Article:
Chuck Hagel’s neocon critics are likely glowing after his lackluster performance during his Senate committee hearing on his nomination to become the next Secretary of Defense. But while the usual suspects are reveling in their one moment of joy in their anti-Hagel smear campaign, the hearings probably said more about the direction of the Republican Party (see: Ted Cruz) than anything else. The Republican senators’ bitterness, lack of civility and contempt for a decorated war hero who volunteered for front-line service in Vietnam didn’t do any favors for the image of their party.
Yet most fair-minded Americans didn’t see much to disqualify Hagel as the next Pentagon chief. With the exception of the Wall Street Journal — whose neocon editorial board has allowed its pages to call Chuck Hagel an anti-Semite — the nation’s leading newspapers agree:
The New York Times: [I]t’s clear that Mr. Hagel is very much in the mainstream of American foreign policy, has a résumé and experience that would be valuable at the Pentagon and is capable of speaking his mind, even if he allowed himself on Thursday to back off on some positions, like his concern for Palestinians, in the face of a Republican attack on his nomination. Republicans on the military affairs panel may vote against him for political reasons, but they have no cause to do so, and he should be confirmed by the full Senate.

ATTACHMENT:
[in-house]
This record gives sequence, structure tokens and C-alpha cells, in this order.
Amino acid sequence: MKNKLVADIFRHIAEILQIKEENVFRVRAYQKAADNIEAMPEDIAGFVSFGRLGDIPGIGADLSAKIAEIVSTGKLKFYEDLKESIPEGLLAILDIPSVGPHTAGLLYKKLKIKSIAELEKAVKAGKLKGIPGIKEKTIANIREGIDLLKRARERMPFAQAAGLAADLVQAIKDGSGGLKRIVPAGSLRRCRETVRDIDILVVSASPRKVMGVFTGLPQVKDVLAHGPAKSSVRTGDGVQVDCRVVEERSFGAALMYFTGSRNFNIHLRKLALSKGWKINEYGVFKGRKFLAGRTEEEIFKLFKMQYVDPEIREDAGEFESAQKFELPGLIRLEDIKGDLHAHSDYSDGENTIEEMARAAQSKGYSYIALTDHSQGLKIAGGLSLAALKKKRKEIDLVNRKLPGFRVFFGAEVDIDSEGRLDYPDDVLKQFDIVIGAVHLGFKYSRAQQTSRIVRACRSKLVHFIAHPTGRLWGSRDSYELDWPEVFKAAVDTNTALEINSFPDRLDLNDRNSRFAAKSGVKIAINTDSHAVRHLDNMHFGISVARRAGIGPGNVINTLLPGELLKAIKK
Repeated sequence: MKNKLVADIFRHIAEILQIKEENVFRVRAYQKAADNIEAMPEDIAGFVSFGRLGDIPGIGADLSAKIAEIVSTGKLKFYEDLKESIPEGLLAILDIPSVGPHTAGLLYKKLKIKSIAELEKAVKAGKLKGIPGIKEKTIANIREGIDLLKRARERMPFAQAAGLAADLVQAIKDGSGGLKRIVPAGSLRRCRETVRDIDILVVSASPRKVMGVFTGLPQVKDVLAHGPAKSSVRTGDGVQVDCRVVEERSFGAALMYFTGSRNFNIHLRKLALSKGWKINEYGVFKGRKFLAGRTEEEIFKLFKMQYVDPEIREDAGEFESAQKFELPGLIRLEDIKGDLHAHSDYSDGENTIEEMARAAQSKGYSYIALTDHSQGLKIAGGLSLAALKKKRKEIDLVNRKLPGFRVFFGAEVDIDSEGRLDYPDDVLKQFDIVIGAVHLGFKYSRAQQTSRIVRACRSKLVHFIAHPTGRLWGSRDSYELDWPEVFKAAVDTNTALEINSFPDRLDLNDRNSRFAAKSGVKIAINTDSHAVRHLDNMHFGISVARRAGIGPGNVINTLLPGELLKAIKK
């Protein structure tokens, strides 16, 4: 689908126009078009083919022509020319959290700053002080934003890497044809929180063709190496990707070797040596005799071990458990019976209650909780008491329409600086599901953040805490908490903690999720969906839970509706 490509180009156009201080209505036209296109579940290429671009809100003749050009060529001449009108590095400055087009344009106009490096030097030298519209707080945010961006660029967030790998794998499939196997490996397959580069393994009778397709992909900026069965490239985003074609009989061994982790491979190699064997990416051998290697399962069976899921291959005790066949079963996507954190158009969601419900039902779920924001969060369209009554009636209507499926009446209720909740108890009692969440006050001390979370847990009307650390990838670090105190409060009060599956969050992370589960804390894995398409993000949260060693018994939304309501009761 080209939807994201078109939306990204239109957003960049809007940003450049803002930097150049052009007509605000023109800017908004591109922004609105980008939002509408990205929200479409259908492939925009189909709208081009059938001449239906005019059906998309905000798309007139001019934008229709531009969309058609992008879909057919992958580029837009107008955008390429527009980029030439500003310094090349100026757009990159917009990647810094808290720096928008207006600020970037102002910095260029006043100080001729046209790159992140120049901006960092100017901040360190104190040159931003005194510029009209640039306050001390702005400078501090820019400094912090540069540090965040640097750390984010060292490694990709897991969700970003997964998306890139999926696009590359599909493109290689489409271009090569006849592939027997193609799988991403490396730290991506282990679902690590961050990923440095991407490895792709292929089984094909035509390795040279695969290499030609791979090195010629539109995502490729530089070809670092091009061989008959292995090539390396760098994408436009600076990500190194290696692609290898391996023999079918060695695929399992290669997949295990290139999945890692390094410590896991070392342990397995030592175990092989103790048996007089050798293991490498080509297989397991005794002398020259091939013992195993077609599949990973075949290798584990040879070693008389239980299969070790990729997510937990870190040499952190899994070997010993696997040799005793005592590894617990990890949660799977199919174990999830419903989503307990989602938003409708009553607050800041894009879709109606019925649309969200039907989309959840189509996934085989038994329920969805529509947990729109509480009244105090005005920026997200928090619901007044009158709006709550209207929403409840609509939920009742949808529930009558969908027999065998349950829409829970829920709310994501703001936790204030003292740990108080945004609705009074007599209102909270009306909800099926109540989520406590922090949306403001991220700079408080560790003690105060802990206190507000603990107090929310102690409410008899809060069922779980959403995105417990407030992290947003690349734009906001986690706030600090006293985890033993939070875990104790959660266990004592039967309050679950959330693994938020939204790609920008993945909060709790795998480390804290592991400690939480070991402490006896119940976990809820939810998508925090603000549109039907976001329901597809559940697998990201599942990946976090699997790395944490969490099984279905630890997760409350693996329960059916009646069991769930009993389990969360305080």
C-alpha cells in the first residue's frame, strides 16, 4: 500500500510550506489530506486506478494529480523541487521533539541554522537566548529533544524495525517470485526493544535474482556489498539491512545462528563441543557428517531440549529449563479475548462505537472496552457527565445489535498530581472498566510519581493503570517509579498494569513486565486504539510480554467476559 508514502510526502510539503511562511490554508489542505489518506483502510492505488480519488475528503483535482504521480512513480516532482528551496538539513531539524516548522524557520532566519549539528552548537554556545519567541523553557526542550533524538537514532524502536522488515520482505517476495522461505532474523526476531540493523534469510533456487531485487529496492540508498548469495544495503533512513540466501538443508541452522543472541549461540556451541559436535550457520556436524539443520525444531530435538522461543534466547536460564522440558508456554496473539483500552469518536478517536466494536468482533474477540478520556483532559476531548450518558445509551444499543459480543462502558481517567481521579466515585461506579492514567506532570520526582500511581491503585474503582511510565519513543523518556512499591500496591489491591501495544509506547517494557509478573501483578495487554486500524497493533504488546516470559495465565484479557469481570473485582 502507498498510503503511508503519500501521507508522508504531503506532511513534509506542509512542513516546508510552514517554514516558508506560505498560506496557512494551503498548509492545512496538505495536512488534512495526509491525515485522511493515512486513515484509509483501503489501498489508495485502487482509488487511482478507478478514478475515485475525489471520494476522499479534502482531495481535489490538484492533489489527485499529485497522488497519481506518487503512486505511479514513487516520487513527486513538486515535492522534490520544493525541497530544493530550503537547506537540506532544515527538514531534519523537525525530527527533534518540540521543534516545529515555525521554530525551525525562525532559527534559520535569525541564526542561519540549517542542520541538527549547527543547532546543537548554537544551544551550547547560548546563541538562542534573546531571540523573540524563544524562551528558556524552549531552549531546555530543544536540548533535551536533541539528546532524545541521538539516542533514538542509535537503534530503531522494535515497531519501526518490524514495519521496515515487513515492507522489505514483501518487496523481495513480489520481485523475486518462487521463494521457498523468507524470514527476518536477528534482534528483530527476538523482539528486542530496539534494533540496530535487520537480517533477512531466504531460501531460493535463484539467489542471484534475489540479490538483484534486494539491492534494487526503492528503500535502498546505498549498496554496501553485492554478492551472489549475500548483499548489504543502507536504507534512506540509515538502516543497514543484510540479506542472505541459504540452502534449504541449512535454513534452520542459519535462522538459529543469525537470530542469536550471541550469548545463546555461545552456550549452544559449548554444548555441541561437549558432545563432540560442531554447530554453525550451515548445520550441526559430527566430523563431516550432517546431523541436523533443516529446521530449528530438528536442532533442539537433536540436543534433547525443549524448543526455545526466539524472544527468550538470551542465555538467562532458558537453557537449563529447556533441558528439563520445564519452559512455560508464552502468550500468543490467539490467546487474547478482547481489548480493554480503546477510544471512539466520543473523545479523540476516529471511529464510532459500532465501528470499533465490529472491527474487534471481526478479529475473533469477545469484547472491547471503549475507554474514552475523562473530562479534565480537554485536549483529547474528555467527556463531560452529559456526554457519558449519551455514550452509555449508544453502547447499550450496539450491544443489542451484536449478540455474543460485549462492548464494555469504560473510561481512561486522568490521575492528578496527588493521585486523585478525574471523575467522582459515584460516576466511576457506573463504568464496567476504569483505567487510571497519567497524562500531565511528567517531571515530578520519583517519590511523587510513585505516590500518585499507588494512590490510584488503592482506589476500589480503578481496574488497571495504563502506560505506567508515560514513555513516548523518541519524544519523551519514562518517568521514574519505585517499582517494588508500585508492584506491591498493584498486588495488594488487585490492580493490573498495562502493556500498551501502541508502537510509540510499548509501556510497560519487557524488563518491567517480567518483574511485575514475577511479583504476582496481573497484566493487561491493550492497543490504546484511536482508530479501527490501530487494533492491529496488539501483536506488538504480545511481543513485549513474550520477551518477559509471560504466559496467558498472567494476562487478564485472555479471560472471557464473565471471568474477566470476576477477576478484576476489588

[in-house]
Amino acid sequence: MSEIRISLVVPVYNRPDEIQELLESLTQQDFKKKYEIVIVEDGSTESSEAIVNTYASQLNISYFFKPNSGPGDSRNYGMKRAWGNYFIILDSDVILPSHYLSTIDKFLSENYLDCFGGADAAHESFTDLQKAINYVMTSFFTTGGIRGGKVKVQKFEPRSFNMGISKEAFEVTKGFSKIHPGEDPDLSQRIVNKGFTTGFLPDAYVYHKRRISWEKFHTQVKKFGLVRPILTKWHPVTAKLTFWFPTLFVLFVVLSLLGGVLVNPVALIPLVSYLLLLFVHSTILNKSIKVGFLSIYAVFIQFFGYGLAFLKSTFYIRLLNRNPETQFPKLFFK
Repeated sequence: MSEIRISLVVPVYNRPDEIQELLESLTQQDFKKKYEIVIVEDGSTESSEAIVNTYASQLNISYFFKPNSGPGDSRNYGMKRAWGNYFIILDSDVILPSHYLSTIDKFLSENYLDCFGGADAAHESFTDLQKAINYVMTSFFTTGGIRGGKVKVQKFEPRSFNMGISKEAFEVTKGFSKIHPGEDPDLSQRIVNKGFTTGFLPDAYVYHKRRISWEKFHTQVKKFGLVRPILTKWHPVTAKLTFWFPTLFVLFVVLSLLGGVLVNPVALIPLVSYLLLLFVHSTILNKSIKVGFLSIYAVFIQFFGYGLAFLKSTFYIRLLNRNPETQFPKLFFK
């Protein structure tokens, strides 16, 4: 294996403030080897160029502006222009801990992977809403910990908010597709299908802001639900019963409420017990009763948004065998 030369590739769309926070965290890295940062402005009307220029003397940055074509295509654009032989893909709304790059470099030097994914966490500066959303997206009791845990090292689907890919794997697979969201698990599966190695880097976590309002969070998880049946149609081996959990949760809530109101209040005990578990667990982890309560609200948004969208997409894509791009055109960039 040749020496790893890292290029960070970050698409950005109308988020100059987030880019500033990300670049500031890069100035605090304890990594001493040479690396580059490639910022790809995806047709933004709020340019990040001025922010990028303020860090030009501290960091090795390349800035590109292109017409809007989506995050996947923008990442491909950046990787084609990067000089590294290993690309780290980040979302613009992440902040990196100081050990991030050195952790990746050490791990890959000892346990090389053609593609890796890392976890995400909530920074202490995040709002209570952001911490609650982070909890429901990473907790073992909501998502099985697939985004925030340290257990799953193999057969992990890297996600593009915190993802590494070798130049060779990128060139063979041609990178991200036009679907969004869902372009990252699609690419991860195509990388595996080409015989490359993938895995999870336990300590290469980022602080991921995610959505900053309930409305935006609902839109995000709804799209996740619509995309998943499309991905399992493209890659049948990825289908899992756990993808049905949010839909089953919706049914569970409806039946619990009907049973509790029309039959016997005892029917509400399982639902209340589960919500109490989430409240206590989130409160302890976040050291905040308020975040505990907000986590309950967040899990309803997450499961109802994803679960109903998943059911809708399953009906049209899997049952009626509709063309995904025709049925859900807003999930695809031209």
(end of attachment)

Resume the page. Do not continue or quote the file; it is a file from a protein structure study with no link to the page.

Los Angeles Times: It was clear before former Sen. Chuck Hagel’s confirmation hearings that he possessed the necessary personal and professional qualifications to serve as secretary of Defense. Hagel’s testimony before the Senate Armed Services Committee on Thursday demonstrated that his views about foreign and defense policy are not only well within the mainstream but consonant with those of the president who selected him.
USA Today: Republican senators roughed up their former colleague Chuck Hagel throughout his confirmation hearing Thursday to be secretary of Defense, but they produced no convincing proof that his views are outside the mainstream or that the decorated Vietnam combat veteran is unfit to head the Pentagon.
The Washington Post didn’t publish an editorial on Hagel’s hearing in today’s newspaper, but the Post ed board wrote early last month that it supports the former Republican senator’s bid.
Most of Hagel’s hearing focused — not on pressing issues the Defense Department may face, like Syria, force structure, military spending, veteran unemployment, homelessness and suicide or national security threats like climate change — but rather on smears and policy distortions on Israel and Iran the neocons have been leveling at Hagel for the past two months.
And while Hagel didn’t handle the onslaught as well as he probably could have, as CAP’s Matt Duss writes today in the American Prospect: “Despite yesterday’s performance, the odds are still good that Hagel will be confirmed as our next Secretary of Defense. He’ll move on. But it appears that congressional Republicans, who continue to play to the same right-wing base with the same belligerent ultra-nationalism that majorities of Americans have rejected in two successive presidential elections, simply can’t.”